Our access to God is not based on anything we’ve done. It’s not a result of the number of faith-units we’ve mustered. Our access to God is based entirely on Jesus’ faithfulness to us.
Did you grow up learning that God would only answer your prayer if you were good enough, or if you believed hard enough? Do you have some left-over shame because once you prayed something really important and it didn’t happen, and you thought it didn’t happen because you didn’t have enough faith?
You need to know today that your access to God has nothing to do with how good you are or how faithful or how much you believe. Your access to God is based entirely on Jesus’ own faithfulness.
That’s why your circumstances don’t matter. That’s why you can turn painful things upside down and see them as an opportunity for God to work in your life and in the world.
This promise isn’t based on your goodness, or your willpower, or your faith. This promise is based on the faithfulness of the One who faithful even to death, the One who will never let you go, the One who can do more than we ask or imagine.
3 thoughts on “Good news! You don’t have to earn access to God.”
Great post! Faith is so non-intuitive: I know that I usually think of “doing” something to prove my worth. I think that was why the old testament Law was so complicated, so the Israelites could do something to “earn” their acceptance. You mentioned that Jesus is our temple. I love that analogy, but I thought that our bodies were the temple of God (1Cor 6:19) and Jesus is our High Priest (Hebrews). You may have Scripture for your point that I overlooked, but that’s fine. God is too big for me to define! God bless you.
Hey Kenneth, thank you so much for responding.
That “your body is the temple” thing is hard to break. I grew up with that passage being used to explain why I personally should avoid certain things. No coffee, no smoking and no immoral behavior!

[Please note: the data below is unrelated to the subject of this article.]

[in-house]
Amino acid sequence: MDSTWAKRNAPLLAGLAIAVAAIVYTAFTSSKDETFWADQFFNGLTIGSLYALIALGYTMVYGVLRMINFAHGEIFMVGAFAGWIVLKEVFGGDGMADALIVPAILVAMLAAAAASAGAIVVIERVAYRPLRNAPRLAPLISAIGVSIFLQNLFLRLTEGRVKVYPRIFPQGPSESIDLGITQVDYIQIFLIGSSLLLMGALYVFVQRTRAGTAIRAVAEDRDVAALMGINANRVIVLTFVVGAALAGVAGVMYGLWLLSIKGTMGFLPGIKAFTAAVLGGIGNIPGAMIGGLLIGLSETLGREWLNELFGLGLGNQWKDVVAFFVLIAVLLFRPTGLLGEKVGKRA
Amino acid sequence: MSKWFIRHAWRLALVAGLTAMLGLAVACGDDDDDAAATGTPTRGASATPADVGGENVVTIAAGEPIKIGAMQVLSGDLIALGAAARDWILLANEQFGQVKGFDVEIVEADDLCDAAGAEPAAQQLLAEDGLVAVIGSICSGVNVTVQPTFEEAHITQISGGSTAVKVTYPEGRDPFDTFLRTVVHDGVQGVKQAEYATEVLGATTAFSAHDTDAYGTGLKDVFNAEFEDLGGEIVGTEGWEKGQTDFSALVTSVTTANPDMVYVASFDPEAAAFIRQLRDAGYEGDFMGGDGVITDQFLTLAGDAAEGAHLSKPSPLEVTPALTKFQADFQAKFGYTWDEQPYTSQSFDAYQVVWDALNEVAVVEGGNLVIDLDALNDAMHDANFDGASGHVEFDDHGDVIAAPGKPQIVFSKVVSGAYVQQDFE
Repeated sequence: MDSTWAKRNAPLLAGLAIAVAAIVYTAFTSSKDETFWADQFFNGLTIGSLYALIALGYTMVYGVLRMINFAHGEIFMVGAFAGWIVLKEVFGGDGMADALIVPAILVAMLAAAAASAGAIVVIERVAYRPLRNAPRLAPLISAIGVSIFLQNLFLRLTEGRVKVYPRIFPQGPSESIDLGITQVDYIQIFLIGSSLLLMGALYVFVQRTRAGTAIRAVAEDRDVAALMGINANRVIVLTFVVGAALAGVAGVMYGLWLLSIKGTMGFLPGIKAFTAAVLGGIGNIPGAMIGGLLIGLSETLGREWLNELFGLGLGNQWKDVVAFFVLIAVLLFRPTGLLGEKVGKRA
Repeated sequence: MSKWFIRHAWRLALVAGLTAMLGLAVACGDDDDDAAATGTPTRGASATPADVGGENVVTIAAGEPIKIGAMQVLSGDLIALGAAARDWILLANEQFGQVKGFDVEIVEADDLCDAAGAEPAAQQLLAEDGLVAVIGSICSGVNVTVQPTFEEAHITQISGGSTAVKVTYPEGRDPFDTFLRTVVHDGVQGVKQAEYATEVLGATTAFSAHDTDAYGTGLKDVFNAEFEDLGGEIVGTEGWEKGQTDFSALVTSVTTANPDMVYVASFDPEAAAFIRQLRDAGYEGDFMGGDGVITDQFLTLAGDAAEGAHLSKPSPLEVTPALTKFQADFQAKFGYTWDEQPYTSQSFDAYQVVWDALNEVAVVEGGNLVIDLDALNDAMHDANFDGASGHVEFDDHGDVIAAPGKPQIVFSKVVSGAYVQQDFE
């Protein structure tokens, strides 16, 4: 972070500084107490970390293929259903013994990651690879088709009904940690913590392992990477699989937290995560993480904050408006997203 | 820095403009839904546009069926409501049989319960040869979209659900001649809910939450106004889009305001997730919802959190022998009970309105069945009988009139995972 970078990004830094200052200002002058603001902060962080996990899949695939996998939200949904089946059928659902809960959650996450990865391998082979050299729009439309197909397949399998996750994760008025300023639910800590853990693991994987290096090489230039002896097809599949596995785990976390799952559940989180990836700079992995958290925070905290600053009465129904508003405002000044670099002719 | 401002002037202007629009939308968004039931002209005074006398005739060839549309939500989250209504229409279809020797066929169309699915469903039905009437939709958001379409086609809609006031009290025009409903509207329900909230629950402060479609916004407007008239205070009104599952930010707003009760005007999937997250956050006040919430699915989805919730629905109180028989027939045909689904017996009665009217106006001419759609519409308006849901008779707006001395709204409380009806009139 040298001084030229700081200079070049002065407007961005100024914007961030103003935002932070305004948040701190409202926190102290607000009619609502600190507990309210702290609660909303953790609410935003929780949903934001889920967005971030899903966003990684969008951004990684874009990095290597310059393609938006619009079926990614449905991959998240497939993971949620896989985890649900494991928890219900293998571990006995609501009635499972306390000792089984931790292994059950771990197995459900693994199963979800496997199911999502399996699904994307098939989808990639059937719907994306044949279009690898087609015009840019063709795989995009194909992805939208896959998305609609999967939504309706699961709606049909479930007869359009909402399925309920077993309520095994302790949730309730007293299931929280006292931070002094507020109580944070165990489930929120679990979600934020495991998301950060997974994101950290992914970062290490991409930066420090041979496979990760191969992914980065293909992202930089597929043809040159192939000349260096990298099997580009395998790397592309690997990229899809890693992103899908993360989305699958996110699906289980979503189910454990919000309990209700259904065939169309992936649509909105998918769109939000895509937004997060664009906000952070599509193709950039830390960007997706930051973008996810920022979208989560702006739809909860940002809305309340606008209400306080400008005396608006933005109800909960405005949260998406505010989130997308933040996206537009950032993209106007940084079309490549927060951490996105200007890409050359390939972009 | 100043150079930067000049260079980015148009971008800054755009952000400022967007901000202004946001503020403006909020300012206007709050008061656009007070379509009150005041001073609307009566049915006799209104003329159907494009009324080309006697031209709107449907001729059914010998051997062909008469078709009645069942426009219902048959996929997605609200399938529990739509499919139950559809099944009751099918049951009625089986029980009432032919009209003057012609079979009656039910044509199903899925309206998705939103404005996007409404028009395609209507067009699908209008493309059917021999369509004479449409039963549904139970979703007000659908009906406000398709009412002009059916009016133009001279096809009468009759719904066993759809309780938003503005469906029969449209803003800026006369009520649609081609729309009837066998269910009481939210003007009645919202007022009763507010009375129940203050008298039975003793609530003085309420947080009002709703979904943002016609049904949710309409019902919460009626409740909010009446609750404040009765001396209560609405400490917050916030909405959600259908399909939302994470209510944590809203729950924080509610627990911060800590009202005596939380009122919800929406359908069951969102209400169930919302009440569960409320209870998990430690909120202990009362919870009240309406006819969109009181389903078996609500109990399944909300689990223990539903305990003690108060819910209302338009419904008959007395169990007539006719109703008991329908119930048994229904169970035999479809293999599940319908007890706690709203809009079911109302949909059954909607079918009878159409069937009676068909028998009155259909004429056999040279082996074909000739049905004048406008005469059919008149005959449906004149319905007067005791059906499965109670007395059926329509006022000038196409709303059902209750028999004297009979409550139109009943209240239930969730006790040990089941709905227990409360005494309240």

But that passage is not addressing an individual. The Greek of “your body” is in the genitive plural form. That means it’s “you all” not “you specifically.” So many commentators think that Paul was saying that the church is the temple. Paul commonly refers to the church as “the body.”
But that’s not far enough. If the church is the body, it’s the body of *Christ.*
Ephesians 2:21-22 explains this further, that we (the body) are being built to be a sanctuary and a dwelling place for the Lord. What do you call a place where God dwells? A temple. In that light *we* are the temple. But the purpose of a temple is to have a place where God’s presence is accessible, and that doesn’t happen because of us, it happens because of Jesus.
Here’s the clincher. When Jesus said in Mark 14:58 that he would destroy the Jewish temple and in three days build a new one, this is what he was saying. Jesus didn’t literally destroy the Jewish temple. He destroyed it’s reason for being. And Jesus didn’t literally build a new stone temple. He, himself, raised from the dead in 3 days. He is the replacement for the temple.
Thanks so much for pitching in your comment. I love hearing what you think.
Marc, thanks for the clarification. I could add Col 1:27, along with the remark that the Spirit of God dwells in us. But, I think that we’re both driving home the same point(s)–God dwells in us, individually and corporately; and we have access to God through Jesus Christ. This is one thing that makes Christianity unique, and this is how we have the power to live out the Christian life. I’m getting goose bumps just thinking about that!!